The Effect of Individual Levels of Self-Monitoring on Loyalty to Professional Football Teams

By Mahony, Daniel F.; Madrigal, Robert et al. | International Journal of Sports Marketing & Sponsorship, June-July 1999 | Go to article overview

The Effect of Individual Levels of Self-Monitoring on Loyalty to Professional Football Teams


Mahony, Daniel F., Madrigal, Robert, Howard, Dennis, International Journal of Sports Marketing & Sponsorship


Introduction

Understanding fans has become critical to sport organizations in recent years. As a result of increased competition and rising financial pressures (e.g. Fulks, 1996; Howard, 1999), sport organizations can not afford fluctuations in fan support and need to maintain a large base of loyal fans. Loyal fans can be quite valuable to an organization because they are more likely to attend games, purchase team merchandise, watch games on television, and listen to games on the radio. All of these activities can lead to increased profitability for the team through increased revenue. For example, the University of Notre Dame (USA) has been able to use its national following and large number of highly loyal fans to assure sellouts of all of its home football games, to consistently be one of the leaders among American Universities in merchandise sales, and to sign the most lucrative television contract in American college football (Eitzen & Sage, 1997).

Although sport executives in the past seemed to take such high levels of fan loyalty and support for granted, the negative reaction following the 1994 baseball strike suggests otherwise. Baseball teams reported drops in attendance as high as 49% in the beginning of the 1995 season (Antonen, 1995) and television ratings for baseball on TBS dropped about 23% after the 1994 strike (Mihoces, 1995). Yet, some teams appeared to be able to avoid a negative impact from the strike. There was considerable variance among teams in regard to fan reaction and some teams were able to maintain the same levels of attendance and a few even reported a gain (Antonen, 1995).

Just as there are differences among teams with regards to the level of loyalty among their fans, there appear to be individual differences between fans with regards to their team loyalty. While some fans remain loyal to the same team their entire lives, others seem to switch whenever the situation related to their favorite team is negative (e.g. team performs poorly).

The question is: why are some fans consistently very loyal, while others seem to demonstrate such little loyalty to their favorite teams? Moreover, what can sport marketers do to prevent fans with a tendency to be disloyal from leaving them? Also, what can they do to steal disloyal fans away from other teams? The focus of the current study was to examine research related to sport fans and research in social psychology to try to determine why there are differences among individuals and in particular to identify fans likely to be disloyal. Further, the current study then attempted to present research based suggestions for maintaining loyalty among these generally disloyal fans.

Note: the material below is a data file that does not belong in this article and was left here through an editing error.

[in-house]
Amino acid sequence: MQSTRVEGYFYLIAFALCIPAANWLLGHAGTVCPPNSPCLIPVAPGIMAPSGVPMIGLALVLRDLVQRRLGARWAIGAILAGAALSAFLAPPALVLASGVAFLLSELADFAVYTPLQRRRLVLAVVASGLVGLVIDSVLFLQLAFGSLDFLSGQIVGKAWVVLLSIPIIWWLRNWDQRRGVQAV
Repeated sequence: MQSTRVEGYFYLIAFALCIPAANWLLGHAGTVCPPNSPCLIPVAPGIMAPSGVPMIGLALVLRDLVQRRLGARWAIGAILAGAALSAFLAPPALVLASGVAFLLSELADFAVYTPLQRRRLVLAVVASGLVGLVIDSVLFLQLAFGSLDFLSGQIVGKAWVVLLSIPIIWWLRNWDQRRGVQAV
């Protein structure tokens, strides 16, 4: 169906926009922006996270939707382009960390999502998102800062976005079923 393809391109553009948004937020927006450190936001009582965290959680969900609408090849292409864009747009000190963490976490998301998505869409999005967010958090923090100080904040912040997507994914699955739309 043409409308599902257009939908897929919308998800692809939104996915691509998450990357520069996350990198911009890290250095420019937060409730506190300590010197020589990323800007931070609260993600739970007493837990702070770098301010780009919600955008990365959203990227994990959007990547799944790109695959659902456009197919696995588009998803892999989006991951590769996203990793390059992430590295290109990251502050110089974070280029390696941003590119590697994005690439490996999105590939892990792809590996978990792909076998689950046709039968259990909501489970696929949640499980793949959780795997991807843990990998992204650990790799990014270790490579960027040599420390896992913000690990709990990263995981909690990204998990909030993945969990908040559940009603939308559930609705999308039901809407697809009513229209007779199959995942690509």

Sport Fan Research

In spite of its obvious importance, little is known about fans' loyalty to their favorite teams (Zillman & Paulus, 1993). Still, there has been some important research on sport fans. Hirt, Zillman, Erickson, & Kennedy (1992) reported that highly identified fans indicated that their mood, self-esteem, estimates of future personal performance, and estimates of future team performance were all positively impacted when the team won and were negatively impacted when the team lost. This research would seem to indicate the relationship between the team and the individual can be quite strong in the mind of the fan, so that success or failure by the team becomes equated with success or failure by the fan.

Because of the potential for both positive and negative impacts, it would seem logical that some fans will adjust their relationship with the team in different situations. In fact, Cialdini, Borden, Thorne, Walker, Freeman, and Sloan (1976) found individuals increase their association, or Bask in Reflected Glory (BIRG), with sport teams when the teams performed well. Specifically, Cialdini et al. found that students were more likely to wear university-related clothing and use the inclusive pronoun "we" following a winning effort by the football team. …

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